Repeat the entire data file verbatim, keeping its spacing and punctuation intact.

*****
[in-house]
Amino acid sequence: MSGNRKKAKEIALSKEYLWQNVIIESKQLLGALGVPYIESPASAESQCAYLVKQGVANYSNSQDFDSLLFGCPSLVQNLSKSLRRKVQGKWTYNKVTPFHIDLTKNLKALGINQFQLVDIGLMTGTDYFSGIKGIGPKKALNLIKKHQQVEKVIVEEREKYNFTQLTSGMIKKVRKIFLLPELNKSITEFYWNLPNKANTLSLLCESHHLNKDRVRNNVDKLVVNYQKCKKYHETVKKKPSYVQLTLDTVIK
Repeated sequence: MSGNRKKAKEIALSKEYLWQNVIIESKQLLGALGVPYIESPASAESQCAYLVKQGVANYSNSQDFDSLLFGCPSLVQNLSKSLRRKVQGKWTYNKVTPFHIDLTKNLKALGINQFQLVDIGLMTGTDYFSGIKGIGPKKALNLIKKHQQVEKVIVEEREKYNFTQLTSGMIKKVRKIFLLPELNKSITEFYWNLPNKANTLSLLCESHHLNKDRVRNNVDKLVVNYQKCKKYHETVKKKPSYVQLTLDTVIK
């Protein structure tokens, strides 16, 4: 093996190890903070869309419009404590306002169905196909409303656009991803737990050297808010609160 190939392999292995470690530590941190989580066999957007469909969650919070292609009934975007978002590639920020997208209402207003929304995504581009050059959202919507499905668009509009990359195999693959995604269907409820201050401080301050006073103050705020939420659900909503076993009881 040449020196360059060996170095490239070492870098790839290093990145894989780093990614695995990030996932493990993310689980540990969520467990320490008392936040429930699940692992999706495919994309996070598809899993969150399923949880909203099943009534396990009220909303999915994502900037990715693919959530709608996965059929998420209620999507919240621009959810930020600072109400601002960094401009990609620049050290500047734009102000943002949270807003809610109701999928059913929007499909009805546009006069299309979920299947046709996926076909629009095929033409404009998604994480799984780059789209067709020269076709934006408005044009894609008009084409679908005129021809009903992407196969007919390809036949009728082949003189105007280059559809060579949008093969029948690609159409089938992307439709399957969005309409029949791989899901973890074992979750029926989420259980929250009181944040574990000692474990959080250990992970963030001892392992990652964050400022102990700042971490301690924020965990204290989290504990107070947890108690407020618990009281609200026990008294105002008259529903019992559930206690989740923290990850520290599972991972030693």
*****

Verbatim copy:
[in-house]
Amino acid sequence: MSGNRKKAKEIALSKEYLWQNVIIESKQLLGALGVPYIESPASAESQCAYLVKQGVANYSNSQDFDSLLFGCPSLVQNLSKSLRRKVQGKWTYNKVTPFHIDLTKNLKALGINQFQLVDIGLMTGTDYFSGIKGIGPKKALNLIKKHQQVEKVIVEEREKYNFTQLTSGMIKKVRKIFLLPELNKSITEFYWNLPNKANTLSLLCESHHLNKDRVRNNVDKLVVNYQKCKKYHETVKKKPSYVQLTLDTVIK
Repeated sequence: MSGNRKKAKEIALSKEYLWQNVIIESKQLLGALGVPYIESPASAESQCAYLVKQGVANYSNSQDFDSLLFGCPSLVQNLSKSLRRKVQGKWTYNKVTPFHIDLTKNLKALGINQFQLVDIGLMTGTDYFSGIKGIGPKKALNLIKKHQQVEKVIVEEREKYNFTQLTSGMIKKVRKIFLLPELNKSITEFYWNLPNKANTLSLLCESHHLNKDRVRNNVDKLVVNYQKCKKYHETVKKKPSYVQLTLDTVIK
């Protein structure tokens, strides 16, 4: 093996190890903070869309419009404590306002169905196909409303656009991803737990050297808010609160 190939392999292995470690530590941190989580066999957007469909969650919070292609009934975007978002590639920020997208209402207003929304995504581009050059959202919507499905668009509009990359195999693959995604269907409820201050401080301050006073103050705020939420659900909503076993009881 040449020196360059060996170095490239070492870098790839290093990145894989780093990614695995990030996932493990993310689980540990969520467990320490008392936040429930699940692992999706495919994309996070598809899993969150399923949880909203099943009534396990009220909303999915994502900037990715693919959530709608996965059929998420209620999507919240621009959810930020600072109400601002960094401009990609620049050290500047734009102000943002949270807003809610109701999928059913929007499909009805546009006069299309979920299947046709996926076909629009095929033409404009998604994480799984780059789209067709020269076709934006408005044009894609008009084409679908005129021809009903992407196969007919390809036949009728082949003189105007280059559809060579949008093969029948690609159409089938992307439709399957969005309409029949791989899901973890074992979750029926989420259980929250009181944040574990000692474990959080250990992970963030001892392992990652964050400022102990700042971490301690924020965990204290989290504990107070947890108690407020618990009281609200026990008294105002008259529903019992559930206690989740923290990850520290599972991972030693």